Pandemic Pay Cuts and Unconscionable Conduct

COVID-19 has forced the hand of individuals and businesses globally to dip into their  financial reserves to stay afloat. This shared misfortune may institute a mindset where one less begrudgingly ‘does their part’. However, this may shift to feelings of injustice or even unconscionability when one person discovers that they may have unilaterally forfeited their interests.

Unfair pay cuts

Widespread pay cuts and layoffs occurred in many industries throughout the pandemic, and Brisbane law firm AJ & Co was no exception. However, paralegal Carly Bullock alleges that their handling of her pay cut at the height of the pandemic was unfair. As a result, she has lodged a claim for unconscionable and misleading conduct.

Bullock expresses that she was misled into believing that all staff were made to accept pay cuts. She also believed that she would be risking her job if she refused to accept the pay cut.  Bullock later discovered that a number of other employees had successfully negotiated to retain their original salary, or receive a reduction in working hours commensurate with the pay cut. Conversely, Bullock states that though her pay was reduced by 20%, her work hours and tasks increased.

In light of this, Bullock elected to leave the firm in July and file for unconscionable and misleading conduct in the Federal Court. This presents the first case to challenge pay cuts due to COVID-19 in Australia.

Unconscionable and misleading conduct

Unconscionable conduct is prohibited under ss 20-21 of the Australian Consumer Law (ACL).

  • While lacking a precise definition, unconscionable conduct is made out on a case-by-case basis.
  • It is likely to be found where conduct is harsh or oppressive, taking into account factors listed in s 22 of the ACL such as the bargaining power of the parties, the use of undue influence, and the willingness of the stronger party to negotiate with the weaker party.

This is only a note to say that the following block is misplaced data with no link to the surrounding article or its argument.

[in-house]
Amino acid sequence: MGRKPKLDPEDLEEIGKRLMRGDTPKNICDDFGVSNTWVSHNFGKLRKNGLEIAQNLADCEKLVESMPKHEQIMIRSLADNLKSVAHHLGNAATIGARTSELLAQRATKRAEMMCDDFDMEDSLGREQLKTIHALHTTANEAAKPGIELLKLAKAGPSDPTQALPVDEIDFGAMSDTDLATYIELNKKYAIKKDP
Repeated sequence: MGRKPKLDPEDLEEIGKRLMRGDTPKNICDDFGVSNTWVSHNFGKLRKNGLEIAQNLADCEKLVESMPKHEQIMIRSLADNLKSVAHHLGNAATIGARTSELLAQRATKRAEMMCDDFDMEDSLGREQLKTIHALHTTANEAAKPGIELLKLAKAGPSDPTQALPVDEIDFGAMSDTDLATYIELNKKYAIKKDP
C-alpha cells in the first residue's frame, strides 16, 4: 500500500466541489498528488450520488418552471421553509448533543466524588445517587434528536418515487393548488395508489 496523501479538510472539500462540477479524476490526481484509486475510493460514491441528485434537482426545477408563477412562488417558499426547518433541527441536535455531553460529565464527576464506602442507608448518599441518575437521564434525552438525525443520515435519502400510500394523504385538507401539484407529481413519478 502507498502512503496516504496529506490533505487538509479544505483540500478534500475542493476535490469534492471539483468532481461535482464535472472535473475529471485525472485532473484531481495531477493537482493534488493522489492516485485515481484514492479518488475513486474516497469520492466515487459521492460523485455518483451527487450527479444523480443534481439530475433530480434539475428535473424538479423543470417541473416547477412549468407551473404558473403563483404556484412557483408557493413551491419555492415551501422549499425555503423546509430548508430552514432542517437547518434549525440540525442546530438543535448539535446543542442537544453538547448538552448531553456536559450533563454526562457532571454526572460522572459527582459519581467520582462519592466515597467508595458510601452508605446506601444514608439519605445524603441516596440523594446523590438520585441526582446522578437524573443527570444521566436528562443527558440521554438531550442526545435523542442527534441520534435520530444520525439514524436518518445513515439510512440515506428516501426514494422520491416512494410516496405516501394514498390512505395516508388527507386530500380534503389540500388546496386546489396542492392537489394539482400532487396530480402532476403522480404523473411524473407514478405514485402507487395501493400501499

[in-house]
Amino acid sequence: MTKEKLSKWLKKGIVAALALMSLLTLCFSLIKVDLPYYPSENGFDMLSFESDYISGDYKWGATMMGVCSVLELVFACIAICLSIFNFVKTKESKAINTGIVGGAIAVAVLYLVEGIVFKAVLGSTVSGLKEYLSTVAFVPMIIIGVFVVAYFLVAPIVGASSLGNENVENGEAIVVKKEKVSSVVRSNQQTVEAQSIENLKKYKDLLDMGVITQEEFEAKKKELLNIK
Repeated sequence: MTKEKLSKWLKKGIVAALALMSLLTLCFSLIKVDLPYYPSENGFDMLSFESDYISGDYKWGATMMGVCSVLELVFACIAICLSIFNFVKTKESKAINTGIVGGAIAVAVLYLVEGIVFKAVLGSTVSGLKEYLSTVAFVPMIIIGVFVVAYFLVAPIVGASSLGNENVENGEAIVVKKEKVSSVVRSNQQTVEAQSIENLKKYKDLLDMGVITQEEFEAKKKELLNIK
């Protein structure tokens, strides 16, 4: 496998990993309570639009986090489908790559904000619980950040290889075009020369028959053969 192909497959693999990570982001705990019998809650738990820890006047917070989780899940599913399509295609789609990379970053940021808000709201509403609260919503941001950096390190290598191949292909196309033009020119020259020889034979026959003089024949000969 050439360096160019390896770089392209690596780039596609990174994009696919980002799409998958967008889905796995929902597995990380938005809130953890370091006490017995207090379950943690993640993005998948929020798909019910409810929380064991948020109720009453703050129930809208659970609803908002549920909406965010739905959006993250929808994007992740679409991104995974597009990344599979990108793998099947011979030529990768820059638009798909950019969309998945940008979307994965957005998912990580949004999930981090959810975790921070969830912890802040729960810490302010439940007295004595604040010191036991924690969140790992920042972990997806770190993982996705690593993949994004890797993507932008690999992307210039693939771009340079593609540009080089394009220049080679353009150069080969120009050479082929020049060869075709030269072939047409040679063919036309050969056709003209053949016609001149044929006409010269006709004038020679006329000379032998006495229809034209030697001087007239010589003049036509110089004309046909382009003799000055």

Misleading conduct is prohibited under s 18 of the ACL.

  • Misleading conduct is any conduct that misleads or causes error or misunderstanding.
  • It can be found in a variety of interactions. These not only include positive acts, but also omissions.

Potential outcome

While AJ & Co has not commented on the claim, they are expected to deny allegations. If Bullock is able to prove unconscionable conduct, she may be able to seek compensation for loss, given that she had to access her superannuation fund to make up the difference between her original salary and her reduced salary. AJ & Co may also face additional financial penalties. Further, Bullock may be able to satisfy the court that AJ & Co made an omission amounting to misleading conduct, through their failure to admit that other employees had maintained their original salary. Remedies for misleading conduct are similiar to those of unconscionable conduct, and include orders for compensation.

As an unprecedented case, the outcome may spark further claims by those who experience layoffs, resignation, or pay cuts due to the COVID-19 pandemic. This is an interesting development to follow, and is due in court next on the 8th of February.

Want to know more about employment and consumer matters and COVID-19? Please don’t hesitate to contact our experienced employment and consumer lawyers at Butlers Business Lawyers on (02) 4929 7002 or fill out an inquiry form.